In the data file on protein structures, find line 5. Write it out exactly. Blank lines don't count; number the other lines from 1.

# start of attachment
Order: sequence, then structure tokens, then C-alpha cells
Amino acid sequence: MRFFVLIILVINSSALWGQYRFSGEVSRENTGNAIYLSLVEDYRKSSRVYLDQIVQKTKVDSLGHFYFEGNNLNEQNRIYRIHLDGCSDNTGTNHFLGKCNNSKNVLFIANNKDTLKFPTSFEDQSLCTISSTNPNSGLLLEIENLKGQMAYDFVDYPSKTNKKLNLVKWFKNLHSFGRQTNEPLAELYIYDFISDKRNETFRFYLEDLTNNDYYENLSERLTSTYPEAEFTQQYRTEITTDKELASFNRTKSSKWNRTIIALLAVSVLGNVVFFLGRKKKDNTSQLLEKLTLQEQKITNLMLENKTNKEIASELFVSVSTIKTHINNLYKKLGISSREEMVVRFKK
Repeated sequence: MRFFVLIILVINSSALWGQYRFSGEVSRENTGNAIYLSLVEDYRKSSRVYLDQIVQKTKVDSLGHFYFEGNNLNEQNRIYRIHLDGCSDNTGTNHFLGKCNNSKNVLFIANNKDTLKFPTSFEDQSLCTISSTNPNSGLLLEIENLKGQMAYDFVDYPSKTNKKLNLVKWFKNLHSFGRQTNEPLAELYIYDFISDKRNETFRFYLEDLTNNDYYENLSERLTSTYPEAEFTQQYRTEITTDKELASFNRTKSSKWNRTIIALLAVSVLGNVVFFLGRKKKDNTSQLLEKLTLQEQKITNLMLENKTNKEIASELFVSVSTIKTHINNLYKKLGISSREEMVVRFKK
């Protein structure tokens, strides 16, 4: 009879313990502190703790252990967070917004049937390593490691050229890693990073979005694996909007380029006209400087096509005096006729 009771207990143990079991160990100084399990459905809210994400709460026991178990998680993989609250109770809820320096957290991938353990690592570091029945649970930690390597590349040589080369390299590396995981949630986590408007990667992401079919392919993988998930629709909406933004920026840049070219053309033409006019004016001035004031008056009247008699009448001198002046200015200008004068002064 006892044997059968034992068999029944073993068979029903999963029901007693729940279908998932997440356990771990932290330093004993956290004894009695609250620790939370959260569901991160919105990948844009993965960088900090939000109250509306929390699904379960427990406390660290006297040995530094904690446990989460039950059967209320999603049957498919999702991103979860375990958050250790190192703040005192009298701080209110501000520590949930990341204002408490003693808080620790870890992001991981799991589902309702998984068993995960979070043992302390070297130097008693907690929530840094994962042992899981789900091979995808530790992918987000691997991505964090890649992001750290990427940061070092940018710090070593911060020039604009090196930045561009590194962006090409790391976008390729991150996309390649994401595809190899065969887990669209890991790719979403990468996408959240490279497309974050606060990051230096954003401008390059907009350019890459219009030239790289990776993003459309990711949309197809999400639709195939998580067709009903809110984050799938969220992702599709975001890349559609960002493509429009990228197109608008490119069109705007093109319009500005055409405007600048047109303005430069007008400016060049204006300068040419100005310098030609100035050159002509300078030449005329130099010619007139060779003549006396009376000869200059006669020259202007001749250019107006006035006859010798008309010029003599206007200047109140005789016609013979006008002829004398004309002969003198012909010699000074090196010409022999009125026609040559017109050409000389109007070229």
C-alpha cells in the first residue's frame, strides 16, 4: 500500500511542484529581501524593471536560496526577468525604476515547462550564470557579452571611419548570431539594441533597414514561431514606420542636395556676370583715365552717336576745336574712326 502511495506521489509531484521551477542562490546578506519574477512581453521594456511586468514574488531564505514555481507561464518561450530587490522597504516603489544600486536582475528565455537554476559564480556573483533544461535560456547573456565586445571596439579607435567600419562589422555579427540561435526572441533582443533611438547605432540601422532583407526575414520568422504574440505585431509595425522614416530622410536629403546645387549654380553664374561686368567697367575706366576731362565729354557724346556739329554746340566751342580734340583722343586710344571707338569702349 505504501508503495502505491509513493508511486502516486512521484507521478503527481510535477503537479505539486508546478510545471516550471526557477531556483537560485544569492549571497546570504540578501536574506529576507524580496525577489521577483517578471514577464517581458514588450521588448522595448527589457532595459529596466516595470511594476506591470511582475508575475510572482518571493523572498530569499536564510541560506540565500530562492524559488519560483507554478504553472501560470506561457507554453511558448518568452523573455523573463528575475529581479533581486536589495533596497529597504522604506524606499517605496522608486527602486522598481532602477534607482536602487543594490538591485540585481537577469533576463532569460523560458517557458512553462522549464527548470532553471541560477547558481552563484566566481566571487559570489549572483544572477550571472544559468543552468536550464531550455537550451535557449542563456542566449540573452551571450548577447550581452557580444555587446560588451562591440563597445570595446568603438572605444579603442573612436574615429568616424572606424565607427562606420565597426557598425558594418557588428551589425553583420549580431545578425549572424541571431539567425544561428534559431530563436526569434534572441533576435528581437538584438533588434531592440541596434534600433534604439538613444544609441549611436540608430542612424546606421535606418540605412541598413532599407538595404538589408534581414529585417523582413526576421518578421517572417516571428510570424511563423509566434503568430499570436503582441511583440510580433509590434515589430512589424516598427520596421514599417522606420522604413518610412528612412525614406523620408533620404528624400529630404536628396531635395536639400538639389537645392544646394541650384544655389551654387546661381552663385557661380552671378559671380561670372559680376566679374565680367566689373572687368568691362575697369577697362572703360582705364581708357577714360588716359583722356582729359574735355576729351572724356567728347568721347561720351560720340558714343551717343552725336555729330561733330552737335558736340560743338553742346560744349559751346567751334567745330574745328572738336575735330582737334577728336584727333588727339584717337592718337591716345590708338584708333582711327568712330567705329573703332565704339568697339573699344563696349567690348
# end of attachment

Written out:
C-alpha cells in the first residue's frame, strides 16, 4: 500500500511542484529581501524593471536560496526577468525604476515547462550564470557579452571611419548570431539594441533597414514561431514606420542636395556676370583715365552717336576745336574712326 502511495506521489509531484521551477542562490546578506519574477512581453521594456511586468514574488531564505514555481507561464518561450530587490522597504516603489544600486536582475528565455537554476559564480556573483533544461535560456547573456565586445571596439579607435567600419562589422555579427540561435526572441533582443533611438547605432540601422532583407526575414520568422504574440505585431509595425522614416530622410536629403546645387549654380553664374561686368567697367575706366576731362565729354557724346556739329554746340566751342580734340583722343586710344571707338569702349 505504501508503495502505491509513493508511486502516486512521484507521478503527481510535477503537479505539486508546478510545471516550471526557477531556483537560485544569492549571497546570504540578501536574506529576507524580496525577489521577483517578471514577464517581458514588450521588448522595448527589457532595459529596466516595470511594476506591470511582475508575475510572482518571493523572498530569499536564510541560506540565500530562492524559488519560483507554478504553472501560470506561457507554453511558448518568452523573455523573463528575475529581479533581486536589495533596497529597504522604506524606499517605496522608486527602486522598481532602477534607482536602487543594490538591485540585481537577469533576463532569460523560458517557458512553462522549464527548470532553471541560477547558481552563484566566481566571487559570489549572483544572477550571472544559468543552468536550464531550455537550451535557449542563456542566449540573452551571450548577447550581452557580444555587446560588451562591440563597445570595446568603438572605444579603442573612436574615429568616424572606424565607427562606420565597426557598425558594418557588428551589425553583420549580431545578425549572424541571431539567425544561428534559431530563436526569434534572441533576435528581437538584438533588434531592440541596434534600433534604439538613444544609441549611436540608430542612424546606421535606418540605412541598413532599407538595404538589408534581414529585417523582413526576421518578421517572417516571428510570424511563423509566434503568430499570436503582441511583440510580433509590434515589430512589424516598427520596421514599417522606420522604413518610412528612412525614406523620408533620404528624400529630404536628396531635395536639400538639389537645392544646394541650384544655389551654387546661381552663385557661380552671378559671380561670372559680376566679374565680367566689373572687368568691362575697369577697362572703360582705364581708357577714360588716359583722356582729359574735355576729351572724356567728347568721347561720351560720340558714343551717343552725336555729330561733330552737335558736340560743338553742346560744349559751346567751334567745330574745328572738336575735330582737334577728336584727333588727339584717337592718337591716345590708338584708333582711327568712330567705329573703332565704339568697339573699344563696349567690348